Posts tagged ‘Marcel Proust’

 

 

 
If you’re on Facebook, you’ve doubtless seen the meme that asks you to list books that have resonated with you.

A few years ago, Suvudo asked Fred about his favorite books.

Fred mentioned several works that had stayed with him throughout his life, including Mark Twain’s Huckleberry Finn and Marcel Proust’s Swann’s Way, but then went on to write at length about L. Sprague de Camp’s alternate history Lest Darkness Fall and how it influenced him.

We recommend both Fred’s review and de Camp’s novel.
 

The blog team

The Adventures of Huckleberry Finn

 

When I was a child I read everything that came into the house. The majority of these chance-met books that made up my available literary finds were the boys’ (and sometimes the girls’) series works, specifically delivered as gifts for me. None of these made much of an impression on me, though. I read them at maximum page-turning velocity and never looked at them a second time — with two exceptions that I’ll come to later.

I think I now know why these were so dull for me, or at least one of the reasons. There was then, and still is with a few publishers, a truly fat-headed policy whose inflexible law was that children’s books should be “age-specific.” That is, purged of any words not in the officially approved vocabulary of children of the specific age they were intended for.

That was a really, really bad idea. The best way for children to enrich a vocabulary is to let them encounter unfamiliar new words and have to work out their meaning from context. That’s about the way all children learn their native languages, and that is a time-tested system that has worked well since, roughly, the Stone Age.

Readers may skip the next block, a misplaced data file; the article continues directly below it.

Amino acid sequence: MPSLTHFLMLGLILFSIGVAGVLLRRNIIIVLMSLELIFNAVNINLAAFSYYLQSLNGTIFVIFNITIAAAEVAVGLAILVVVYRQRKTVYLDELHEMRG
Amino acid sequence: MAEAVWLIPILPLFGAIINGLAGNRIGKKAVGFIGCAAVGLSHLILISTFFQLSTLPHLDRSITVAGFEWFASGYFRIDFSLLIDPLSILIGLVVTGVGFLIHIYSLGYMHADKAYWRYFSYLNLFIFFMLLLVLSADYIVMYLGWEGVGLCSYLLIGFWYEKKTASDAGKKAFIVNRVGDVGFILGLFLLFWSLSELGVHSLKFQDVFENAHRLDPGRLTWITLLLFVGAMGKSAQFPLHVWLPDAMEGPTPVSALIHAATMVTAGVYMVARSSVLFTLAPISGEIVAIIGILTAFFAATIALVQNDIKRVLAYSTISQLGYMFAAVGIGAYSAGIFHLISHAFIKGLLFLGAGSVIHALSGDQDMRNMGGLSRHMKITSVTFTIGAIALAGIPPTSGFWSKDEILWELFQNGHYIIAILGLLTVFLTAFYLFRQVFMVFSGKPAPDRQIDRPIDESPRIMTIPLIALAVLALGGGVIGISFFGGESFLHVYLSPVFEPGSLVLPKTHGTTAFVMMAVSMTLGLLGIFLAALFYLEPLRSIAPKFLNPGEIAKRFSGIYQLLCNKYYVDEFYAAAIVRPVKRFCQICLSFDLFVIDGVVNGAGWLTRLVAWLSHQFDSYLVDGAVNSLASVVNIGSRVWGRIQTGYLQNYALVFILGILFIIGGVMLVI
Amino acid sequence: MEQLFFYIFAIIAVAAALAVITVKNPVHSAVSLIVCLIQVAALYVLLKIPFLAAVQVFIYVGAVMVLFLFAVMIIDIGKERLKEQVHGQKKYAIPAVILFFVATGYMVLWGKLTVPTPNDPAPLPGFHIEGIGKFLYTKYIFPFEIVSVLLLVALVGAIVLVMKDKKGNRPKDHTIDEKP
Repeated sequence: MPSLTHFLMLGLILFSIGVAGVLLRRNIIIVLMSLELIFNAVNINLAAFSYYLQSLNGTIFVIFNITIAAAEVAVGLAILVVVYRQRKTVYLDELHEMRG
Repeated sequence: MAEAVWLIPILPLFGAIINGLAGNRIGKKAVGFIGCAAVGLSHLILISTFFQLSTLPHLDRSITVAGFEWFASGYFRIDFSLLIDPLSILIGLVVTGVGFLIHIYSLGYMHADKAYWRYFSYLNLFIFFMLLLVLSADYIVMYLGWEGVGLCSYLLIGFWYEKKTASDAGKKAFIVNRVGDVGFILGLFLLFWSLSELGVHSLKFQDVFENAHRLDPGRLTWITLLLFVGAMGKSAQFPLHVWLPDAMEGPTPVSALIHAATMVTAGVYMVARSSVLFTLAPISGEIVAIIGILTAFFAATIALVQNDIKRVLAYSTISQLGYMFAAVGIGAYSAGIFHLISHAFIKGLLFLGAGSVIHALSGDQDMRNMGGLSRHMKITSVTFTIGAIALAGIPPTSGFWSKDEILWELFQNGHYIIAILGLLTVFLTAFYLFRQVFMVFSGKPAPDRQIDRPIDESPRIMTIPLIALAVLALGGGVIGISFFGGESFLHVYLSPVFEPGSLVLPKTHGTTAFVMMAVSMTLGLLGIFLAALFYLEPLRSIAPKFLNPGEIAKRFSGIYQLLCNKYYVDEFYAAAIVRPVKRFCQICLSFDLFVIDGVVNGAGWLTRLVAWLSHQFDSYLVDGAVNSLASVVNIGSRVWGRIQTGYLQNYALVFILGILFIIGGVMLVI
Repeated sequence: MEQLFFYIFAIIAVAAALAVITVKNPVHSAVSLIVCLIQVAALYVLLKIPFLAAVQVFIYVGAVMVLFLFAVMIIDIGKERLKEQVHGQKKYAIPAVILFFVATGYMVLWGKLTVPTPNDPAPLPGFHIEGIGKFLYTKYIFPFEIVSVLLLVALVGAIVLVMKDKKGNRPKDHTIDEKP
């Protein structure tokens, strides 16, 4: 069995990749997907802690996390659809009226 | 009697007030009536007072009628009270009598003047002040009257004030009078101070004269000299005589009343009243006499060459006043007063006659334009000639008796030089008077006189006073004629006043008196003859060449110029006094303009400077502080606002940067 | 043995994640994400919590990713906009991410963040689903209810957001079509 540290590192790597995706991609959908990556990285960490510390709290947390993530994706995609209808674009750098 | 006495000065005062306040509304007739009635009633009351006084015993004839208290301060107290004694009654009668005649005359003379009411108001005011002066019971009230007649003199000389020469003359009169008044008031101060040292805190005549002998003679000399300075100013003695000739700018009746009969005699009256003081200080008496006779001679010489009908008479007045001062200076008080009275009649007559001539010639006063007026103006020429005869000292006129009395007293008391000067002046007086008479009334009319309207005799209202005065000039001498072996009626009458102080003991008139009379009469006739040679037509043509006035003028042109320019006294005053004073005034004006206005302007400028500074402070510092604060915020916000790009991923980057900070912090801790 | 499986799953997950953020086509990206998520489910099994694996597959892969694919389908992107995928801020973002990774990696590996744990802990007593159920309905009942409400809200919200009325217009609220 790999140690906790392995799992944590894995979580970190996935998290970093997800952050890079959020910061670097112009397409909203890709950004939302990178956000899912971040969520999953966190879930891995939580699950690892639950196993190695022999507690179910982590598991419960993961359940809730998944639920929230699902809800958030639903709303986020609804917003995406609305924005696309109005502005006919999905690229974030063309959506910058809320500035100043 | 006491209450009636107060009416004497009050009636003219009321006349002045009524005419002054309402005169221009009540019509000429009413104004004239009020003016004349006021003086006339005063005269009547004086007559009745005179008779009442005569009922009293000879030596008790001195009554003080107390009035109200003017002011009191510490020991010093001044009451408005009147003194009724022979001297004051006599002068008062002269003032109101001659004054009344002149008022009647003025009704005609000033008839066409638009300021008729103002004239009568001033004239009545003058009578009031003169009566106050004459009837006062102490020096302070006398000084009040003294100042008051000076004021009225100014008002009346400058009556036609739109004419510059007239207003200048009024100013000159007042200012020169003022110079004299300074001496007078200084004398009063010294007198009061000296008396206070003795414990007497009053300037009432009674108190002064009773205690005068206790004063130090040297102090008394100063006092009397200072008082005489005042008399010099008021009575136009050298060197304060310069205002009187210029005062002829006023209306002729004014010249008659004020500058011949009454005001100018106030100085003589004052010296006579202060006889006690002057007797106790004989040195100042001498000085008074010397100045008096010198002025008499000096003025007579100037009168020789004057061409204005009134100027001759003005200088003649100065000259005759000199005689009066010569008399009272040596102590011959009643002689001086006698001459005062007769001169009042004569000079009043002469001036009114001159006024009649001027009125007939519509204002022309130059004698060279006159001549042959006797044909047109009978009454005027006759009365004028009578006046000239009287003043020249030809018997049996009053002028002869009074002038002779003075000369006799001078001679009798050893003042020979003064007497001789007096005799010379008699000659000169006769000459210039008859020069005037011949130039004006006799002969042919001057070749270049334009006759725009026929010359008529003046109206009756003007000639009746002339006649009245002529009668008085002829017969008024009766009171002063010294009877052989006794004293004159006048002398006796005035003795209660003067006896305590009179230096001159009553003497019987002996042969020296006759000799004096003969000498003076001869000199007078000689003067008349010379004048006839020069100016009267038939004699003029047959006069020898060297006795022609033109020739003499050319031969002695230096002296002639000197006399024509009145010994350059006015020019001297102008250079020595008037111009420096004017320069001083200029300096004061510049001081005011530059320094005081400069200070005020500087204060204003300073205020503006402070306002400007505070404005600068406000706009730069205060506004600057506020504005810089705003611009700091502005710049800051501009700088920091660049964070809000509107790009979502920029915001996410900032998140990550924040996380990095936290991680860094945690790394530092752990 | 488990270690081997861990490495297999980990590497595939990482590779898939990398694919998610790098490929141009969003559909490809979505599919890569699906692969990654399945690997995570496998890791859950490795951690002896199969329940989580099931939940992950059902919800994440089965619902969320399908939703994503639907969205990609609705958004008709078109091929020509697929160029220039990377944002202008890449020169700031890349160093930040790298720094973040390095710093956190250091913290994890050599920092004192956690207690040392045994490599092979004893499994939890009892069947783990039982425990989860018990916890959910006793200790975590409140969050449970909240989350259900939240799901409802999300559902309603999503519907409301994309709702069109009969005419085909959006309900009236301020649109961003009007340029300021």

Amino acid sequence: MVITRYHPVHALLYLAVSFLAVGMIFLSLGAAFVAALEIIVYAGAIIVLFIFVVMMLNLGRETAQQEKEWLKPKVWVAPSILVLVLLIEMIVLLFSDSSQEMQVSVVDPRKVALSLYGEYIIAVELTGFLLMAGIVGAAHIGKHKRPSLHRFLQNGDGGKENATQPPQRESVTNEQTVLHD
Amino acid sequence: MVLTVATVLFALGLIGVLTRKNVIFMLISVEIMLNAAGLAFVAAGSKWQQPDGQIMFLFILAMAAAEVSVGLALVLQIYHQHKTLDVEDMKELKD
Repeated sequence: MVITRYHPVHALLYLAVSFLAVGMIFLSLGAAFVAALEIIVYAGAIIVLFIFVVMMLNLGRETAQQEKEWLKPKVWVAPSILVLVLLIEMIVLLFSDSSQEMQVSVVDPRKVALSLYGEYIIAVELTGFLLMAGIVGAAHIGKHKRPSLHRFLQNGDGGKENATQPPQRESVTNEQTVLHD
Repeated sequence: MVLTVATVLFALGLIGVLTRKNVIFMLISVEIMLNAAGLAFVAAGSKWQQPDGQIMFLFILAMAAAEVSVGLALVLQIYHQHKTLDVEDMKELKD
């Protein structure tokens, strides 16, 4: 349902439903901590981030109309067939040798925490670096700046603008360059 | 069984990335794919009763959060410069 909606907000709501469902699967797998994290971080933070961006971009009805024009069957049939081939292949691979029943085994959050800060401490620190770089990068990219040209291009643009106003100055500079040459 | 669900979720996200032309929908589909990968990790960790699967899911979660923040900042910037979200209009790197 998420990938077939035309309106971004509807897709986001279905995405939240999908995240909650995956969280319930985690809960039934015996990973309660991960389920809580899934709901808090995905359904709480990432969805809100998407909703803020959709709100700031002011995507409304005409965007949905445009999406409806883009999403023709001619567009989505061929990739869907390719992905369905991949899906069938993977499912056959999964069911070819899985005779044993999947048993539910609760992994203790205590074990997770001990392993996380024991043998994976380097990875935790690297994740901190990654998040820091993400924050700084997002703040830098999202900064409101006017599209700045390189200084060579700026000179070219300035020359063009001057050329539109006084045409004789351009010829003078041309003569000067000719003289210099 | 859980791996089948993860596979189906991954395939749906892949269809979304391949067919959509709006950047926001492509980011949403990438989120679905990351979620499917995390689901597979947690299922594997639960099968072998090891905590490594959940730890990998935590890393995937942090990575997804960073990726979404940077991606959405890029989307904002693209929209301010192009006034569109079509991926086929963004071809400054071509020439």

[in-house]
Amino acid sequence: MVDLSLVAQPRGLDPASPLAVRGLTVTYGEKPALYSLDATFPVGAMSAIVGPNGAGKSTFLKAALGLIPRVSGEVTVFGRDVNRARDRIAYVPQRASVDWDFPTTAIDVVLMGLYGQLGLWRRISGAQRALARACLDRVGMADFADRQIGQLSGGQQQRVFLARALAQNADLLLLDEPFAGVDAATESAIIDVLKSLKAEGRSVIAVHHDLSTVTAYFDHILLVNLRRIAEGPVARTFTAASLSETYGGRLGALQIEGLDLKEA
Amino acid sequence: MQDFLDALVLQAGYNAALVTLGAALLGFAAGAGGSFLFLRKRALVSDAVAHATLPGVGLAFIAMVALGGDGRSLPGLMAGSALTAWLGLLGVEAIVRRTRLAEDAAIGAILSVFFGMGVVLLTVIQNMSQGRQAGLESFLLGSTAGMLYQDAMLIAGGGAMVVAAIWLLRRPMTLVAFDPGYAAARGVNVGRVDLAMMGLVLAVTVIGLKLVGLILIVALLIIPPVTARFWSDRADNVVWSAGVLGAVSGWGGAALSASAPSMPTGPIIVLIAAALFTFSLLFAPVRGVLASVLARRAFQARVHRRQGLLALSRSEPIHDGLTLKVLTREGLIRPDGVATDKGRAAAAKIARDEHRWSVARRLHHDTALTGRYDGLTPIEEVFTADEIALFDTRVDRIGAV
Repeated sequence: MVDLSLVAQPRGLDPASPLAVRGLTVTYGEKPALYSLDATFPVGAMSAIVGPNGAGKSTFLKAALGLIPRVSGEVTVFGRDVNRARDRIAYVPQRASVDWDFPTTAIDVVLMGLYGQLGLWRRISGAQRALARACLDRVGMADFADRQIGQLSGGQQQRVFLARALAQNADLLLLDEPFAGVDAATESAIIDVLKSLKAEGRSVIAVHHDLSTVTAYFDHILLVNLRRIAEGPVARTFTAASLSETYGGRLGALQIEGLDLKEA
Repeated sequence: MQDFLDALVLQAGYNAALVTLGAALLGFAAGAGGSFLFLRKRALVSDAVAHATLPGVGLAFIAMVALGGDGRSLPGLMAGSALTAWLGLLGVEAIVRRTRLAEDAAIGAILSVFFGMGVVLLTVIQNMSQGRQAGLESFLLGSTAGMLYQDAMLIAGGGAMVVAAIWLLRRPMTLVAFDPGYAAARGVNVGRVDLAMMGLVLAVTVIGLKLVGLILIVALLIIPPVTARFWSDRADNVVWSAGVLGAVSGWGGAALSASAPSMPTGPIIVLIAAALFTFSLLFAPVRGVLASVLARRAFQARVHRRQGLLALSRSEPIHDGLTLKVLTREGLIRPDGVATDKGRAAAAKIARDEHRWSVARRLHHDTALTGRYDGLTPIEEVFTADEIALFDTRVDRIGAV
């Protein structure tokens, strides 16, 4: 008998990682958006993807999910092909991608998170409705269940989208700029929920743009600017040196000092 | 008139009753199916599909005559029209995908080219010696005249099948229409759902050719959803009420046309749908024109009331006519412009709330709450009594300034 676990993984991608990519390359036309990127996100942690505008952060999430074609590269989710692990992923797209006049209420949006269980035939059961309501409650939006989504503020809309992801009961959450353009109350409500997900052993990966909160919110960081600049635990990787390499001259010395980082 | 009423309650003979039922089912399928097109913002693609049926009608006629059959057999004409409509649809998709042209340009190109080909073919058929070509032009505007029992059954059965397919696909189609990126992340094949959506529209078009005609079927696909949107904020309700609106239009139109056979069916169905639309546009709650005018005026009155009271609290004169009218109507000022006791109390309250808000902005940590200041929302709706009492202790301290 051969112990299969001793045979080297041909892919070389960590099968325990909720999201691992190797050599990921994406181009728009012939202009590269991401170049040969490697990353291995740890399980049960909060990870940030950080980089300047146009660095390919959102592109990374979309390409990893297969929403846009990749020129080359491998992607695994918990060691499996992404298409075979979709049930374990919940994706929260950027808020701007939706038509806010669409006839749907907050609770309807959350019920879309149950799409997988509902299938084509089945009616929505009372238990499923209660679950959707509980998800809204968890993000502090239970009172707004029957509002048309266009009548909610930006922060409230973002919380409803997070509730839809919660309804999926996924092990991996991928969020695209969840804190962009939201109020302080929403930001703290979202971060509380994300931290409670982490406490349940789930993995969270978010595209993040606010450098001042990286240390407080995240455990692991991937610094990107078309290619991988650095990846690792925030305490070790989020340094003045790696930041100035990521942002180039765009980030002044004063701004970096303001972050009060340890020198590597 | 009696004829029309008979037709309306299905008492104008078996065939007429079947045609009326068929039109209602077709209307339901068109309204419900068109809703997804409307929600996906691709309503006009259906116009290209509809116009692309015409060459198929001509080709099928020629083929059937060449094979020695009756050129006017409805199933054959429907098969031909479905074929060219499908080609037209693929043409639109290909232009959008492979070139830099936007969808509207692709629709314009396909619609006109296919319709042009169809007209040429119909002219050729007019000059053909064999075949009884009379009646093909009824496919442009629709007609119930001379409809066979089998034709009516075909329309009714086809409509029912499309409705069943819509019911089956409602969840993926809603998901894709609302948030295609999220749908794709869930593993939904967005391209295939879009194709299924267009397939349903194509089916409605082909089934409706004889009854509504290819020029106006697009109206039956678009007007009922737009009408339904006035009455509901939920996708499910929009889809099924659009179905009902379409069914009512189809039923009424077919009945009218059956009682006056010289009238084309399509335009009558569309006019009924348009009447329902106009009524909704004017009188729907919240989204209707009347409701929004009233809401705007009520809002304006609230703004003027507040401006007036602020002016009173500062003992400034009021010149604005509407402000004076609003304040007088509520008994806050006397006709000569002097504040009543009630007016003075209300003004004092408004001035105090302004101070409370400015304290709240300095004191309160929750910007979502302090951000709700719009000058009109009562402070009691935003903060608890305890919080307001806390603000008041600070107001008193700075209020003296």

So when I was six I preferred to read books that were marked as intended for twelve-year-olds, and at twelve I had patience only for declared “adult” works. Which is perhaps why, out of the thousands of books I read before I was old enough to have an adult’s library card, only a handful were still given space in the bureau drawer that was my “bookcase”.

There were, in fact, exactly two books that I not only kept but read over and again, once a year or so, and as a matter of fact I have them still.. They are Mark Twain’s Huckleberry Finn and Marcel Proust’s Swann’s Way (now in its proper place as one episode in what I still think of as Remembrance of Things Past.)

Why those two and not almost any others? I think it had something to do with the fact that both of them had, on first reading, exposed me to a stable and self-contained foreign environment I had never encountered before — and that was not at all like the Park Slope, Brooklyn, neighborhood I lived in from the age of ten to almost twenty. Most of all, they exposed me to words I didn’t know but sometimes could figure out from context.

Is there a better way to build a vocabulary? I think not — and think as well that there certainly is no other way as pleasurable.

 

Jack Vance, 1979.

Jack Vance, 1979.

One weekend last summer — to be exact, on the morning of 19 July, 2009 — a lot of New Yorkers got a surprise when they opened their Sunday Times Magazine. What they found was particularly pleasing to those among them who chanced to be science-fiction fans, for there in that prestigious journal was a critical — and very favorable — essay on a writer that it called “one of America’s most distinctive and underrated voices.” And the owner of that voice, it said, was none other than our own Jack Vance.

It was not only Carlo Rotella, the critic who wrote the Times piece, who thought so. He was able to quote Michael Chabon (“Vance is the most painful case of all the writers I love who I feel don’t get the credit they deserve. If The Last Castle or the Dragon Masters had the name Italo Calvino on it, or just a foreign name, it would be received as a profound meditation.”) and Dan Simmons, who said that discovering Vance “was a revelation for me, like coming to Proust or Henry James…. He gives you glimpses of entire worlds with just perfectly tuned language. If he’d been born south of the border he’d be up for a Nobel prize.”